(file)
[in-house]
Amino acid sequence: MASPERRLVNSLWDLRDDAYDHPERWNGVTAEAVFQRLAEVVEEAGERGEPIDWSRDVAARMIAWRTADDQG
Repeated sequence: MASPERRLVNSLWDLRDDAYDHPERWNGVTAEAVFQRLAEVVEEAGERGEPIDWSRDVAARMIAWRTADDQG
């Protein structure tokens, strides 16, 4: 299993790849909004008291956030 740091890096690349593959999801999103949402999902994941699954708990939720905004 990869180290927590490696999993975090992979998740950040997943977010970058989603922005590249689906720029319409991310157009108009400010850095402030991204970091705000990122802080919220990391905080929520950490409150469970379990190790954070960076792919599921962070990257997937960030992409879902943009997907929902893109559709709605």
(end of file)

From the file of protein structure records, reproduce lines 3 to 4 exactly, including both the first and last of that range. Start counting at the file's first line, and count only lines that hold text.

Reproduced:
Repeated sequence: MASPERRLVNSLWDLRDDAYDHPERWNGVTAEAVFQRLAEVVEEAGERGEPIDWSRDVAARMIAWRTADDQG
């Protein structure tokens, strides 16, 4: 299993790849909004008291956030 740091890096690349593959999801999103949402999902994941699954708990939720905004 990869180290927590490696999993975090992979998740950040997943977010970058989603922005590249689906720029319409991310157009108009400010850095402030991204970091705000990122802080919220990391905080929520950490409150469970379990190790954070960076792919599921962070990257997937960030992409879902943009997907929902893109559709709605």